Four menswear styles that Prada presented at the January 2023 Milan fashion week

Continuity has been a constant this season, and the styles focus on reinventing comfortable elegance. This has posed a challenge for Italian fashion designers, who have learned that they cannot rely solely on a legion of tracksuits and sneakers, which are already showing signs of falling out of favor. Perhaps that is why Armani’s two collections – Emporio Armani and Giorgio Armani, the brand’s two main lines, reflect a comforting classicism in which the sporty elements, such as pants with pockets and quilted coats, do not distract from Armani’s customary precise lines and sober hues (blues, blacks, grays, velvets and pearl tones).

Previous designs can be both a refuge and a burden for historic fashion houses. Marco de Vincenzo, who was appointed creative director of Etro last summer, debuted his first menswear collection, which features barely any prints; it showcases motifs that allude to the company’s history instead. The designs are translated into knitted elements - for example, a pixelized version of the house’s paisley print – and floral and fruity embroidery on coats and knitwear. Since de Vincenzo’s arrival at Etro, the fashion house’s silhouettes have become more contemporary and graphic.

Zegna Milano 2023
Judging by its January 2023 fashion show in Milan, floral and fruity prints and embroidery are integral to Etro's menswear next season.

But not all the styles are solemnly elegant. Brothers Dan and Dean Caten reflect and translate Milan’s most hedonistic side. Their Dsquared2 brand proposes a collection for men and women that features urban, adolescent and provocative tints; in it, T-shirts with erotic messages and allusions to rural life in their native Canada coexist. The collection’s double-waisted pants, wide knitwear and unrestrained commitment to accessorizing highlight the brand’s euphoric identity. Magliano, the new Bolognese brand, explores ordinary clothes and the dignity of working-class clothing from the opposite point of view: the brand’s deconstructed, superimposed and meticulously tailored garments combine without overshadowing their excellent workmanship.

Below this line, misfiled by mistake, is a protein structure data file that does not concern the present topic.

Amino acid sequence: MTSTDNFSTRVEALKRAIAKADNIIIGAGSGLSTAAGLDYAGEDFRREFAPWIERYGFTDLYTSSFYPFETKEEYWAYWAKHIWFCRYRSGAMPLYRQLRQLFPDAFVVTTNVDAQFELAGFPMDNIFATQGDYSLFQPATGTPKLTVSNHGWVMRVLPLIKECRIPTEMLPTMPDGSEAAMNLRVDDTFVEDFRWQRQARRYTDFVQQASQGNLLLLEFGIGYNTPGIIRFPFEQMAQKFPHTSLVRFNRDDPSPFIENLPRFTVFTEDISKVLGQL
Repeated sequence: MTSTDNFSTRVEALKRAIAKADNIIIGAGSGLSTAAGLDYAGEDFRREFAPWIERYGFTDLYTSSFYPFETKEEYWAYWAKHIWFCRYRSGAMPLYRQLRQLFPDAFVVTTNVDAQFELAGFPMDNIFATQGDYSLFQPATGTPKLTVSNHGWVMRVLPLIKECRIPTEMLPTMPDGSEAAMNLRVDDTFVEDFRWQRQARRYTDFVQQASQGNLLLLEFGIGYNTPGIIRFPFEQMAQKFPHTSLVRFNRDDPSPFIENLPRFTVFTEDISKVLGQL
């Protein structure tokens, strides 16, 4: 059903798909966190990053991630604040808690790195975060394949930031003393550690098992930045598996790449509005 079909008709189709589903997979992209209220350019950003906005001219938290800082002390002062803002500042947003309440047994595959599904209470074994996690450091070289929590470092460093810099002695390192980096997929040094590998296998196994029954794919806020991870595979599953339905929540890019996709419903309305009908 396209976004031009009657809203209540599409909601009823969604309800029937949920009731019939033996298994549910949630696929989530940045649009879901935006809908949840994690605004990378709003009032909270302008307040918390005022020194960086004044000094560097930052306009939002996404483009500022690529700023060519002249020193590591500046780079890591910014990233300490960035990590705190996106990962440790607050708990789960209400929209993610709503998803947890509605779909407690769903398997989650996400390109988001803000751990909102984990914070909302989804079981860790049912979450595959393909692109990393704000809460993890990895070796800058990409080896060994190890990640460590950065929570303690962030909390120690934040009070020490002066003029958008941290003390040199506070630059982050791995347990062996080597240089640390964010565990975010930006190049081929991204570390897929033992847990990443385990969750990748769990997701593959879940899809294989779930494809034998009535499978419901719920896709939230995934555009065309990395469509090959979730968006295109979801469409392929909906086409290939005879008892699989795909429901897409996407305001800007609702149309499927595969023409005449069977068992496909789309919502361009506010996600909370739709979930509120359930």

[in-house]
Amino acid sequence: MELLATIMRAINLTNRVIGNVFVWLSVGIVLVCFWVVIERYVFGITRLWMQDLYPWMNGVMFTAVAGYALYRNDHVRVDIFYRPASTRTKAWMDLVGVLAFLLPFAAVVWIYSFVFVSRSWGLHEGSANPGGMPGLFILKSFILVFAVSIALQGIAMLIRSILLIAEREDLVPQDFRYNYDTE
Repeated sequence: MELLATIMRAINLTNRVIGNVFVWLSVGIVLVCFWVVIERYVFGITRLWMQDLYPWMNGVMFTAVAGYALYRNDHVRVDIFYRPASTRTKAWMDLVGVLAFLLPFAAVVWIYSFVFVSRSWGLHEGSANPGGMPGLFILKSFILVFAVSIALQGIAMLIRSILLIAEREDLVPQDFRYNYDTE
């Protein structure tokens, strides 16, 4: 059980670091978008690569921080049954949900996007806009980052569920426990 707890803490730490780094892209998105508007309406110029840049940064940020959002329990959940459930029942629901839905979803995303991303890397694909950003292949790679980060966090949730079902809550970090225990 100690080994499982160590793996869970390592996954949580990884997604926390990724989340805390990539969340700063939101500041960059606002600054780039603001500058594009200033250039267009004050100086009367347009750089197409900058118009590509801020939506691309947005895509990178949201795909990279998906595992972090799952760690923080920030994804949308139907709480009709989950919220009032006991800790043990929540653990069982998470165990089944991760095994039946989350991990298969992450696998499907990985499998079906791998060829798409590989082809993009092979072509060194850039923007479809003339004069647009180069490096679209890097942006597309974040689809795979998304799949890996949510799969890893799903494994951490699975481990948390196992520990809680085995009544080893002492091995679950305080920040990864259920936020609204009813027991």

Similarly, in his eponymous label JW Anderson, Jonathan Anderson declines to offer a bouquet of styles that are conceived as dynamite for social media and stores. His tiny shorts with knitted motifs, boots with buckles and knitwear screen-printed with nudes are less whimsical than one might think and reveal Anderson’s unerring talent for creating unmistakable, long-lasting garments.

Zegna Milano 2023
Several models present Ermenegildo Zegna creations for the 2023–2024 autumn-winter collection in MilanMIGUEL MEDINA (AFP)

Alessandro Sartori, Zegna’s creative director, emphasizes the house’s commitment to artisanal and sustainable materials in his new collection. Seventy percent of the styles are composed of cashmere garments treated with complex techniques similar to those applied to traditional fabrics. For example, ratiné – the treatment used in the mid-20th century to give ordinary fabrics a fluffy appearance – is now applied to the fashion house’s luxurious cashmere, Oasi Cashmere. The remaining 30% consists of recycled wool fabrics, which are used in lightweight tailored garments. The result is an infinitely combinable wardrobe that is as comfortable and flexible as sportswear, but it simultaneously reflects the brand’s noble and minimalist elegance. Putting one’s eggs in a single basket is risky, but Sartori knows what he’s doing. An installation that replicates the room in which cashmere fibers flutter and settle on the floor before becoming yarn greets the audience when they arrive at the fashion show. In an era of visual debauchery, fashion offers tactile delights and a certain elegance that nobody can define precisely, but it is nevertheless fundamental to the Italian brands’ future.